We also believe that the law must enshrine the essential role of civil society and international solidarity associations in particular. The recognition of their right of initiative, stemming from the freedom of association enshrined in our Constitution; and consequently, the place and role of the citizen in the exercise of France’s international solidarity.
In short, we say that development policy is not just a matter for the executive. But it must be the business of the nation as a whole. And the law must embody it.
Finally, of course, we expect the law to confirm a programmatic budgetary dimension, projecting the ambition of reaching 0.7% of our GNI by 2025, and setting the precise steps to achieve this by that date. The President of the Republic, in his speech on the recovery he wants, stated that all public policies must be built over a long period of time. Development policy is, par excellence, a long-term policy. It would be incomprehensible if the program adopted in 2021 were to stop only at the end of the five-year period.
How do you wish to conclude?
By thanking you! And by expressing the hope that the crisis we are going through, which will probably constitute a major breakthrough in the history of this century, will be an opportunity for a better world: in other words, the trigger to accelerate the social, ecological and democratic transformations that are at work just about everywhere and to better respond to citizens’ aspirations for greater participation and consideration.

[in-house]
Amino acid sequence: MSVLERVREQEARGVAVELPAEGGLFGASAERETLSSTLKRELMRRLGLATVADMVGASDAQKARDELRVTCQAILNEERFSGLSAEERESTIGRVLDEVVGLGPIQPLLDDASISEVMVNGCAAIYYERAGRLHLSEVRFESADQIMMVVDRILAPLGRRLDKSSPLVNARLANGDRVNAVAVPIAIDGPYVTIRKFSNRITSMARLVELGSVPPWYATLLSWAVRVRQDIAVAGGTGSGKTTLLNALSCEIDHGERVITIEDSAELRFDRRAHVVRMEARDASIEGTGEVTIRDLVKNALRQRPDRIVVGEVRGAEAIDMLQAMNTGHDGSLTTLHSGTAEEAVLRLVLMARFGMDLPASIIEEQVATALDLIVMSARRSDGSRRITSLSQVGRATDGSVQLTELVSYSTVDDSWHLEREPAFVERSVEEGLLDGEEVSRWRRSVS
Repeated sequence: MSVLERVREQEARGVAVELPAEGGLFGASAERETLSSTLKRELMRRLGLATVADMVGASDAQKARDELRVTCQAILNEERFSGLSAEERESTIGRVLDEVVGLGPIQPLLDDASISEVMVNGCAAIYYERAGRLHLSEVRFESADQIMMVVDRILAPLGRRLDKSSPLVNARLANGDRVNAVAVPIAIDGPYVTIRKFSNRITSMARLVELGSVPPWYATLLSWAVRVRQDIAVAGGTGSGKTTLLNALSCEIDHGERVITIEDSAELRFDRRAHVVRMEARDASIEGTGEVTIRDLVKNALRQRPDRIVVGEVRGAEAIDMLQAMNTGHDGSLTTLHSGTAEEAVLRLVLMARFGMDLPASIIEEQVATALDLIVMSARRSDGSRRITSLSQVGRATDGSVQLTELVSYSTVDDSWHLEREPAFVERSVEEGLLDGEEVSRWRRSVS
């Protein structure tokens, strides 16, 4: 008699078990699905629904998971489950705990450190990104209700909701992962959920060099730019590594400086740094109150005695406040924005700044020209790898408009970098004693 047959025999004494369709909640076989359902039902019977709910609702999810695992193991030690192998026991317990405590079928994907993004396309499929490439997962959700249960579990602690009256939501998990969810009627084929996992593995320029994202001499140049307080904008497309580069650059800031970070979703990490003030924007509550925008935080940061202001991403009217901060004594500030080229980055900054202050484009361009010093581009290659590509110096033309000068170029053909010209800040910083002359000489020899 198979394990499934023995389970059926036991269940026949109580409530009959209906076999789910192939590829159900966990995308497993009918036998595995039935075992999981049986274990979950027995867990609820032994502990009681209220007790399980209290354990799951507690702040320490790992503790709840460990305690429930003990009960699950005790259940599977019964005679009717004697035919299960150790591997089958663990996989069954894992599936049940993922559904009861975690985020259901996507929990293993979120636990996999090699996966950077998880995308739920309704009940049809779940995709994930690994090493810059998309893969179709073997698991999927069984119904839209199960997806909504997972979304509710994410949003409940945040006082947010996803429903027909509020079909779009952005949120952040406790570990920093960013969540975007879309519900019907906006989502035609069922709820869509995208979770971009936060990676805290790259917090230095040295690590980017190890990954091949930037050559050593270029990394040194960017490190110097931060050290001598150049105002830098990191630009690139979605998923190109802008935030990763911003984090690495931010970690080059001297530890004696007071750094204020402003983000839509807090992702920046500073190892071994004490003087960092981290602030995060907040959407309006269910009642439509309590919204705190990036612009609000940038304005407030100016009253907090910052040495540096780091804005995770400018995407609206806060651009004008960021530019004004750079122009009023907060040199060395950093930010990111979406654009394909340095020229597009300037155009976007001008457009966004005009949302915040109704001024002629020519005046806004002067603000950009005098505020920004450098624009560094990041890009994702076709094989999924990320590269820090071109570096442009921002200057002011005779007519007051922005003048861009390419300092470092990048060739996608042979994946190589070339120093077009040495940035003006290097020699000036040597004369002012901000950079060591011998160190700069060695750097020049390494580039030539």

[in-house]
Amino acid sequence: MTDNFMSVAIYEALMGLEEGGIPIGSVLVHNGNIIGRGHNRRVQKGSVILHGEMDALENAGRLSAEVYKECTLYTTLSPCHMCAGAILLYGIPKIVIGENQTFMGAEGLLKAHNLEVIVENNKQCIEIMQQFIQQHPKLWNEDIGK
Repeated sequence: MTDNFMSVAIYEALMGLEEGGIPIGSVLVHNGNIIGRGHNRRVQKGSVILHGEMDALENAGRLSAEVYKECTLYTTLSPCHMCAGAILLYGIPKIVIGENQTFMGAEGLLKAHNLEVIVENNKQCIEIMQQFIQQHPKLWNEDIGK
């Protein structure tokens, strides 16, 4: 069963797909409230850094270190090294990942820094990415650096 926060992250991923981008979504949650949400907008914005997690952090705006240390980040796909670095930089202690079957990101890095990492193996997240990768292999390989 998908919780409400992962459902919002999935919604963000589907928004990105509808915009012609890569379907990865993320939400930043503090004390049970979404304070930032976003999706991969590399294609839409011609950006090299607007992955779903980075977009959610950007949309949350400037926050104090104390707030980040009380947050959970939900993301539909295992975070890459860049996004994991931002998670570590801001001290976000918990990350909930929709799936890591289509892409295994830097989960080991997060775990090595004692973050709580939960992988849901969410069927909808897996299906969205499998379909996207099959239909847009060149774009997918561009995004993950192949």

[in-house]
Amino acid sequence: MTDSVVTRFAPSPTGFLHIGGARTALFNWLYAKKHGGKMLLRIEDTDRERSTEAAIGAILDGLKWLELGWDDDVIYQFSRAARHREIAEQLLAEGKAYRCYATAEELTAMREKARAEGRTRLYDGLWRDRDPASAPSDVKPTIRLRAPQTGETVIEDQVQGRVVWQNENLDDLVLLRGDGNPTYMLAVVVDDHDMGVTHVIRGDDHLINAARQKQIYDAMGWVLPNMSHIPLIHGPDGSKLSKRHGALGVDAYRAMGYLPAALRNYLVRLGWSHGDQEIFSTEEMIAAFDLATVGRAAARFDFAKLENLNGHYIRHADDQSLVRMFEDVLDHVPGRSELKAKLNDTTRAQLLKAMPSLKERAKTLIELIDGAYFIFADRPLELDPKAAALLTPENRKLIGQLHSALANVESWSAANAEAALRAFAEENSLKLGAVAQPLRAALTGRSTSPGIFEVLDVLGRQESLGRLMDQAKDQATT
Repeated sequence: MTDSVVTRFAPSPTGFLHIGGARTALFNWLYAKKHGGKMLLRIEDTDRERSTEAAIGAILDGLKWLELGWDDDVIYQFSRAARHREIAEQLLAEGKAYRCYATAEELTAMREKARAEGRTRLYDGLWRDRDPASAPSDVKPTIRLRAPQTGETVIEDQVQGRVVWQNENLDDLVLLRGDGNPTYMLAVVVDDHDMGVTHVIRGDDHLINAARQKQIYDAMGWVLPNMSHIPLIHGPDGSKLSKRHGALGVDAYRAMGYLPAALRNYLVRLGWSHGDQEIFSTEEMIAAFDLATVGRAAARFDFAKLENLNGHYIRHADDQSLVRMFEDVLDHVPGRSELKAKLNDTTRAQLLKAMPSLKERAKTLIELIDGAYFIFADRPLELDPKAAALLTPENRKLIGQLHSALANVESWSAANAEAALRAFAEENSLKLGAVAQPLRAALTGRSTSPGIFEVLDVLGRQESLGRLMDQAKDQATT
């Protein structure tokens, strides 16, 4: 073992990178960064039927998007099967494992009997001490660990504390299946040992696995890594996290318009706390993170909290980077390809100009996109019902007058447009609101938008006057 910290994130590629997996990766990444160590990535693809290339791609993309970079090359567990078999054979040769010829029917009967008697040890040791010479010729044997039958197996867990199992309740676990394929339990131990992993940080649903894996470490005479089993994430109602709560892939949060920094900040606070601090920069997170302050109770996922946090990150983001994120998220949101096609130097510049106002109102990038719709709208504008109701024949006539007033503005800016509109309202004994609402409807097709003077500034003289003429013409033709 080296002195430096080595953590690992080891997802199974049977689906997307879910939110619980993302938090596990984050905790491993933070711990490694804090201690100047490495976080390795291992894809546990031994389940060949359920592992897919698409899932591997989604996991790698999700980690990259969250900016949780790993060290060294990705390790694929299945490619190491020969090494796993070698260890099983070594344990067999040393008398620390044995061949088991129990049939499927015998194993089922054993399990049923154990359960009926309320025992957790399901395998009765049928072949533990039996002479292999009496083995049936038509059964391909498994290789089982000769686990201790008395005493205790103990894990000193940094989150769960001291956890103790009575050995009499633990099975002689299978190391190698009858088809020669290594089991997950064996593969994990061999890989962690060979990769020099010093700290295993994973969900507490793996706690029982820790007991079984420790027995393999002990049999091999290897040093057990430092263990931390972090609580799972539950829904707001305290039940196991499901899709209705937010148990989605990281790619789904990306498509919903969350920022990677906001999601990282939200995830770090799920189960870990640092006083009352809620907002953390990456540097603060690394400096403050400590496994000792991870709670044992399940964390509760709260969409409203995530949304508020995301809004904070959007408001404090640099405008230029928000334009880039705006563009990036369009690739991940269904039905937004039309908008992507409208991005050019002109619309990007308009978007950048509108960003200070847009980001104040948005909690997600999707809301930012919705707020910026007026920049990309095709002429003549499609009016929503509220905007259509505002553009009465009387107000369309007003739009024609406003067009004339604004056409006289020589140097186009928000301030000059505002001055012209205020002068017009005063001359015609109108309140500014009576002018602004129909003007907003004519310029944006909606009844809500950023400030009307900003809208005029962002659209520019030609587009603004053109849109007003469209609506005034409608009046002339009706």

Last spring, Jean Yves Le Drian expressed his fears that tomorrow’s world will be worse than the one before; he was no doubt not wrong. Let’s make sure that this is not the case! And what better lever than international solidarity for this?
Who is Philippe Jahshan?
A graduate of the Institut d’Etudes Politiques de Paris (Sciences Po) with a specialization in International Relations and development professions, Philippe Jahshan has been involved in NGOs and particularly in Solidarité Laïque since 2002. After holding several positions as project manager, he became in 2009 the delegate for international actions, then in 2016 the delegate for external relations.
At the same time, Philippe has held several mandates in international solidarity collectives: coordinator of the Euromed France Network (2005-2008), administrator (from 2006) then president of the F3E (2010-2012) and administrator of Coordination SUD since 2010.
Within Coordination SUD, Philippe Jahshan has been particularly involved in European issues. As Coordination SUD’s European referent, he represented Coordination SUD within Concord, where he co-chaired the Policy Forum between 2011 and 2012, and was its representative at the European Commission’s Policy Forum for Development until 2015.
Elected to the Coordination SUD Board in 2012, he served as Treasurer and then Vice President. Since January 2015, Philippe Jahshan has been President of Coordination SUD (re-elected for a second three-year term in December 2017). He is a member of the National Council for Development and International Solidarity, and of its Bureau as an NGO. He sits on the Board of Directors of the AFD. Since November 2015, he has been a member of the Economic, Social and Environmental Council, in the group of associations. In this capacity, Philippe Jahshan was rapporteur to the Cese for an opinion on French Cooperation in the framework of the 2030 sustainable development agenda.
Finally, in October 2016, he was elected President of the Mouvement Associatif (the coordination of French associative collectives).